"Not the Way I Wanted It to Be"

The COVID-19 pandemic is changing the ways people die and grieve.

Posted Sep 02, 2020

"This isn't the way I wanted it to be."

The first time a bereaved client stated that to me, I was a bit taken aback. After all, is the death of someone we love ever what we wish? Yet over time, I came to understand what she meant. Now, in the era of the COVID-19 pandemic, neither dying nor funerals are happening that way we would wish them to.

Because of the quarantines and travel restrictions, many individuals are dying alone. The moments of intimacy sometimes shared in the dying process—the opportunities to finish business, share memories, or personally express feelings—are now missing. Deaths by the coronavirus are likely to be somewhat sudden and unexpected—leaving questions in others within their network of family and friends about their roles in carrying the virus, or guilt that they recovered while others did not. Survivors of non-COVID-19 deaths may feel that their losses were overlooked in all the attention given to the pandemic.

Funeral rituals are often “not what were wanted,” too. Again, physical distancing and travel restrictions are limiting the number of people at a funeral. The intimacy of funerals—the hugs, kisses, and touch—are missing. And especially early in the pandemic, faith communities may have had constrained opportunities to worship in their sanctuaries. And while the informal support of friends and family may seem less apparent as others struggle with all the issues created by the pandemic, formal support such as counseling and support groups are likely to be offered remotely—again, missing the personal contact they once afforded.

This creates a perilous paradox. During the pandemic, there are many issues that complicate grief such as any unfinished business, problems posed in the dying process, and concurrent crises posed by the pandemic like the loss of income or employment. Yet traditional sources of social support are not as viable as they once were.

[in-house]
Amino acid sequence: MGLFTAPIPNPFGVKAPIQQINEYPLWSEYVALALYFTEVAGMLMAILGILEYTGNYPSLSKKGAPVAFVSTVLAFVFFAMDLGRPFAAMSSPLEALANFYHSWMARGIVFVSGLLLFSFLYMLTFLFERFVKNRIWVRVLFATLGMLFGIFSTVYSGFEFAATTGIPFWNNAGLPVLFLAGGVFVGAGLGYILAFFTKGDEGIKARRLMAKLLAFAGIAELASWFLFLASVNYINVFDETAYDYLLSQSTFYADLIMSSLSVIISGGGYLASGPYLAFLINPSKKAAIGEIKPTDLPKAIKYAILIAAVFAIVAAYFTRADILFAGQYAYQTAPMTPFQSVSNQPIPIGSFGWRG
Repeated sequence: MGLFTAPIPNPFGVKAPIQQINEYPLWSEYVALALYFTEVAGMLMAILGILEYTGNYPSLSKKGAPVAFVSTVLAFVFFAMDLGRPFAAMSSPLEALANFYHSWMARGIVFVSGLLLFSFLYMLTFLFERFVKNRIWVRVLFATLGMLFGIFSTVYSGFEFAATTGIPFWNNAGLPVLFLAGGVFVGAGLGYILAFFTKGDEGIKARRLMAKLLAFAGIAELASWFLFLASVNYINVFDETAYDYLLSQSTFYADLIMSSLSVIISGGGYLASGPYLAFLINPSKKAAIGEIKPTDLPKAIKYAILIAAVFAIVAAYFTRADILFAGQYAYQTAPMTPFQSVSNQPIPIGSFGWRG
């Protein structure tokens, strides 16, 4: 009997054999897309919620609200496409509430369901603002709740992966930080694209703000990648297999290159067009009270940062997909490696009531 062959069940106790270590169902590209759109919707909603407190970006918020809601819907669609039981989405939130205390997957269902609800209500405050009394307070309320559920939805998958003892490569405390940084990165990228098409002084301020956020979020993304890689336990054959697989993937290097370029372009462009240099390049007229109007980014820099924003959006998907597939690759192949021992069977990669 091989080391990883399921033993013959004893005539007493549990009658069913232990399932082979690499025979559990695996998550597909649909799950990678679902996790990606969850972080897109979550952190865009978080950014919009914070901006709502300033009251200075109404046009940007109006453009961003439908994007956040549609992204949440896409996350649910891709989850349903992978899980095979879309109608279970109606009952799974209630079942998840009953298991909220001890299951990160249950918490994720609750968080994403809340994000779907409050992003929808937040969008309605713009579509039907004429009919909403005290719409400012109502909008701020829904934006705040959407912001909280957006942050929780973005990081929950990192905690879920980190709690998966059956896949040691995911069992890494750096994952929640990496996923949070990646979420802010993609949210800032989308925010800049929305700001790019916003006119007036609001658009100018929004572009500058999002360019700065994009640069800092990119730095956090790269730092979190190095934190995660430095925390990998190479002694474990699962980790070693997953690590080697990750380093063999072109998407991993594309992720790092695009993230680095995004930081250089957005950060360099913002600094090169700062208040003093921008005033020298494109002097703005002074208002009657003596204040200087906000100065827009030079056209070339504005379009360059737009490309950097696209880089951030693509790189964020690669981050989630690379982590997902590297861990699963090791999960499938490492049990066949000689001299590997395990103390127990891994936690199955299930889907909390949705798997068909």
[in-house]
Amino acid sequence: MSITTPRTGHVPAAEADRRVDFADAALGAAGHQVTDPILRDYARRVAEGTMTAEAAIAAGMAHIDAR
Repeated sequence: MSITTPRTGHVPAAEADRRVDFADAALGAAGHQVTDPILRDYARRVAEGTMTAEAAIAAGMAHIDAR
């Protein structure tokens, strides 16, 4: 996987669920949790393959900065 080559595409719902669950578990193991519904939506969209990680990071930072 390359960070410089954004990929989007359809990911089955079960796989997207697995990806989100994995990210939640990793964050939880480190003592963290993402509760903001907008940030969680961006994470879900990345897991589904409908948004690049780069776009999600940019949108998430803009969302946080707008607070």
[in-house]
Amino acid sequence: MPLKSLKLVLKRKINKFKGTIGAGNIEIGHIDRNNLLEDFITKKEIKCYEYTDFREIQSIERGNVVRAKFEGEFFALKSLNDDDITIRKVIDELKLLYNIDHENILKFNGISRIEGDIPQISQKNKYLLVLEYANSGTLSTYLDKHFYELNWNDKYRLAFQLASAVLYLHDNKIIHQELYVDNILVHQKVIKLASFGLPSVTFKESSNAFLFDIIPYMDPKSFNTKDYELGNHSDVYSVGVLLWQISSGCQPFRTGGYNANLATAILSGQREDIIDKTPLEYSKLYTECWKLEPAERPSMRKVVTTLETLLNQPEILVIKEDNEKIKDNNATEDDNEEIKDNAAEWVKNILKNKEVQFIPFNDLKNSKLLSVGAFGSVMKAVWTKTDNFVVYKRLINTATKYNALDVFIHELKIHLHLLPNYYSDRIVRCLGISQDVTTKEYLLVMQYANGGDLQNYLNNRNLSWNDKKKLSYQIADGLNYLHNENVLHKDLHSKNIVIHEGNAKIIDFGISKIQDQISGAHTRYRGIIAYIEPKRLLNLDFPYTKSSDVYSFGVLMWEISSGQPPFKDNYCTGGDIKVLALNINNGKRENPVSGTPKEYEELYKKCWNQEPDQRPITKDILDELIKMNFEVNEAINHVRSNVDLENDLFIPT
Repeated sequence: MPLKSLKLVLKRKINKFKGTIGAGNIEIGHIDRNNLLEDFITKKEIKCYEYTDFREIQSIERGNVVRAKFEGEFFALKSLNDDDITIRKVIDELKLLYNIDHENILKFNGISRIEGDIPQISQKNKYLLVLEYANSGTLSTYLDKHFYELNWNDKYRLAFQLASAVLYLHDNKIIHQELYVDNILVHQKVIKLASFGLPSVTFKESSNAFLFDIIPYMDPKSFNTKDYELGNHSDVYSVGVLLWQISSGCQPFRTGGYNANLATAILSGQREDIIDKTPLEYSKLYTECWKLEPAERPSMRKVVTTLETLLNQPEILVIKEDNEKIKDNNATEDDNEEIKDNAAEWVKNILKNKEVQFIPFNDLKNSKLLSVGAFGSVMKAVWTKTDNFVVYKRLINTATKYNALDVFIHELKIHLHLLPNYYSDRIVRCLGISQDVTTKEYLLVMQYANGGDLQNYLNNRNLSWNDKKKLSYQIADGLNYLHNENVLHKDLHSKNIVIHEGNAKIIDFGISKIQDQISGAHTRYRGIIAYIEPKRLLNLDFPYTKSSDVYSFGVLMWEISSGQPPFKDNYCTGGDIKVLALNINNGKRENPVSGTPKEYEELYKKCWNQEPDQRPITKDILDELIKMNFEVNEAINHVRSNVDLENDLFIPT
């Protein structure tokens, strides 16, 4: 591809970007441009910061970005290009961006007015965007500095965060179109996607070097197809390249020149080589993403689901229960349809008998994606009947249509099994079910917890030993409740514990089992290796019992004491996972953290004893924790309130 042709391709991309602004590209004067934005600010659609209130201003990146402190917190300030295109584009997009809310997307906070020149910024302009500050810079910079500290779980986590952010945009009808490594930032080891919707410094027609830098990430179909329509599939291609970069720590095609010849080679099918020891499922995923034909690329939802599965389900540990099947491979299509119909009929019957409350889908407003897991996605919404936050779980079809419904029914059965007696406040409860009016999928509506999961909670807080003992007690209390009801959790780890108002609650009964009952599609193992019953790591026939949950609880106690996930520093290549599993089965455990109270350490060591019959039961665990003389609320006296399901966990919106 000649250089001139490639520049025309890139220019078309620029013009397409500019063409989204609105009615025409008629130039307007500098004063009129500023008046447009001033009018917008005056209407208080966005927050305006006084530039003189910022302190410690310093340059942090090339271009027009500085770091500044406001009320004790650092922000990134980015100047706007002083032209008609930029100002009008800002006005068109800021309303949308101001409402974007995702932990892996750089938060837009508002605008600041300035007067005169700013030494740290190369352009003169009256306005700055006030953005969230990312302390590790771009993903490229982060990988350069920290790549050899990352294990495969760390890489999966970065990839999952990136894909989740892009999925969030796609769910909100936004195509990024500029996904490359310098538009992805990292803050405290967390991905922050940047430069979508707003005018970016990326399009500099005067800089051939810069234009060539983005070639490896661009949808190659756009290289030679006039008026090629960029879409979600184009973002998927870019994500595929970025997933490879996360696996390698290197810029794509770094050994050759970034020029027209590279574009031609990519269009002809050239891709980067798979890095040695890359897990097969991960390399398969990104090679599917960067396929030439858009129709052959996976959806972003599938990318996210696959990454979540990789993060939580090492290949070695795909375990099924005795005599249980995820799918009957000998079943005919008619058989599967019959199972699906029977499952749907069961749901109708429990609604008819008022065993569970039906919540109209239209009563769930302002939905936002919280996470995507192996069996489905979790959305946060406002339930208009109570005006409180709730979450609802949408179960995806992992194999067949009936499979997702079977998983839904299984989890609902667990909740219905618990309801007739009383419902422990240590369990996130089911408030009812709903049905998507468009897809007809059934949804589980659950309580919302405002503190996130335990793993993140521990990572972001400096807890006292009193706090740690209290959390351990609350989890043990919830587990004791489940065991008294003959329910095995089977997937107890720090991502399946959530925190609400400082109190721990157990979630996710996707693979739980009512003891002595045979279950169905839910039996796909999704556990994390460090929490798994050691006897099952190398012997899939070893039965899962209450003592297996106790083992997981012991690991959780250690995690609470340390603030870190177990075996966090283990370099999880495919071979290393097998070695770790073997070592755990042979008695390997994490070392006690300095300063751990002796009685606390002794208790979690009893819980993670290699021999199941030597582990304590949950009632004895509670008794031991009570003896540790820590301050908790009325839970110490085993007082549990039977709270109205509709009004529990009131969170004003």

What can you do if the death you experienced is not the one you would have wanted? The first step is to assess what really bothered you about the death. If it was the absence of the funeral, you may wish to plan a subsequent memorial service. Some faith systems may offer alternative opportunities to mourn together, such as anniversary masses or the unveiling or dedication of a memorial stone.

If it is the lack of support (and if it is safe to do so), you may wish to invite family and friends to small gatherings—perhaps a quiet dinner. Here you can create opportunities to reminisce, share feelings, and to receive and offer support—to mourn together.

Perhaps it is unfinished business—regrets that you did not have the ability to say some last meaningful words to the person who died. You may wish to create a ritual to do so. For example, you may wish to read a letter at the gravesite or even imagine the person sitting in an empty chair as you say what needed to be said.

Sometimes books on grief can help us understand our feelings and reactions. You may also find confidantes with whom to share your grief—perhaps friends, family, or clergy. And, of course, even if they are offered remotely, counseling and grief groups still may be useful.

Most importantly, remember that even if a death is not what you wanted it to be, there are things you can do to yet ease the pain and disappointment.